The Allards most remembered by racing fans, particularly American sports car racing spectators, were the cycle-fendered J2 and J2-X. Who can forget one of those bellowing monsters accelerating out of a turn with hunkered-down rear end and uplifted prow, a stance brought on by the brute torque of the big American V-8 that muscled the J2 ahead of its competition. Allards weren't the most sophisticated cars on the track, and they weren't the best built, either, but they did what racing cars are supposed to do -- win races.
Not only did the Allards win, they were also relatively inexpensive to buy and to maintain. The first was due to the many proprietary parts being used, the second because the Allards were relatively simple as race cars go. Any California hot rodder in the early Fifties would have recognized most of the components, and could easily have maintained or repaired one-indeed some did. Said California hot rodder would also have found a kindred soul in Sydney Allard, creator of the cars that bore his name.
It all started in 1929, when 19-year-old Allard was racing a three-wheeled Morgan Super Sports at Brooklands, with little success. Allard added a second wheel to the rear to create the first 'Allard Special" (though it wasn't called that). Some time after that came Allard's first connection with Ford. In 1932, he bought a new four-cylinder Model B and installed a highly modified Ford truck BB engine into its chassis. That car went so well that Allard began thinking of what he might be able to do with one of the new Ford V-8 engines, particularly if it were mounted in a strong, lightweight frame.
As if by magic, Allard's attendance at the 1934 Tourist Trophy, in Ards, Ireland, brought him just the vehicle he'd been looking for. The Ards area Ford distributor, it turned out, had arrived at the race with two shiny new specials -- complete with the Ford flathead V-8. Allard bought one without a second thought. For two seasons he campaigned that car in races, rallies, hillclimbs, and even at that great British institution, the mud trials. Success in somebody else's car wasn't enough for Allard, however, for he wanted to build one of his own.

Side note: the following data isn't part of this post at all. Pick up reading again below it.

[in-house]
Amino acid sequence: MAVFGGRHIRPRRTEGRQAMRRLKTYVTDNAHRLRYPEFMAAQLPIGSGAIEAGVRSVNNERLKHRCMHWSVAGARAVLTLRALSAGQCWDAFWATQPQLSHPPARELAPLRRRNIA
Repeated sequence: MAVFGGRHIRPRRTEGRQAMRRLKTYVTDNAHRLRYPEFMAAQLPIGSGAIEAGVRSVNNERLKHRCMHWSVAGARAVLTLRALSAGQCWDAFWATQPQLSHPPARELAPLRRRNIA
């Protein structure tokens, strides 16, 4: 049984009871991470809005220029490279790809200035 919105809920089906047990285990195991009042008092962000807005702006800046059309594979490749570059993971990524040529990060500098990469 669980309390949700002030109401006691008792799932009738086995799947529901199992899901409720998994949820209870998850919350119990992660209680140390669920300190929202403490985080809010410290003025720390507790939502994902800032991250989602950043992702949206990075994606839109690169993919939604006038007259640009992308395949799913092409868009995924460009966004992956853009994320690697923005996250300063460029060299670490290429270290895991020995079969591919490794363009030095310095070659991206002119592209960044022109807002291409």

The opportunity presented itself in 1936, when Allard discovered a wrecked 1935 Ford V-8 coupe not too far from his shop in the London suburb of Putney. He towed the wreck home on a Friday, started dismantling and rebuilding it on Monday, and by the following Saturday had the first Allard Special (to carry the name) running. The frame had been shortened, significantly lightened, and fitted with a 1932 Ford front end, which weighed less than the 1935 assembly. For a body Allard used the ex-Lord Howe Type 51 Bugatti body, complete with its pointed tail!
Cynics winced at this sacrilege, but the Allard Special came up a winner. During the winter hiatus between racing seasons, suspension engineer Leslie Bellamy designed the now infamous split I-beam front axle, thereby creating an independent front suspension that was to become an Allard trademark. As one observer put it, "Allard's five-day marvel appeared for its second season with a predisposition for flapping its front wheels on a rough surface like a duck with loose wings."
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Design of the 1949, 1950, 1951, 1952, 1953, 1954 Allard J2
Here we consider the design of the 1949, 1950, 1951, 1952, 1953, and 1954 Allard J2. Pre-World War II Allard Specials (none were called simply Allard then) were primarily built for "mud plugging," as the British call that peculiar sport, but other uses were obviously on Allard's mind. The ultimate version featured a Lincoln-Zephyr V-12 engine. Only three were built, and sold for 570 pounds sterling, or $2850 at the prewar exchange rate.
By 1938, serious production was considered, particularly in light of the success of the Hudson-powered Railton in England. Allard therefore readied a V-12 roadster and a four-place V-8 for the 1939 London Auto Show. But war was imminent, and the show was cancelled-along with Allard's' production plans. In all, 11 Specials, mostly with Ford V-8s, were reportedly built before the war.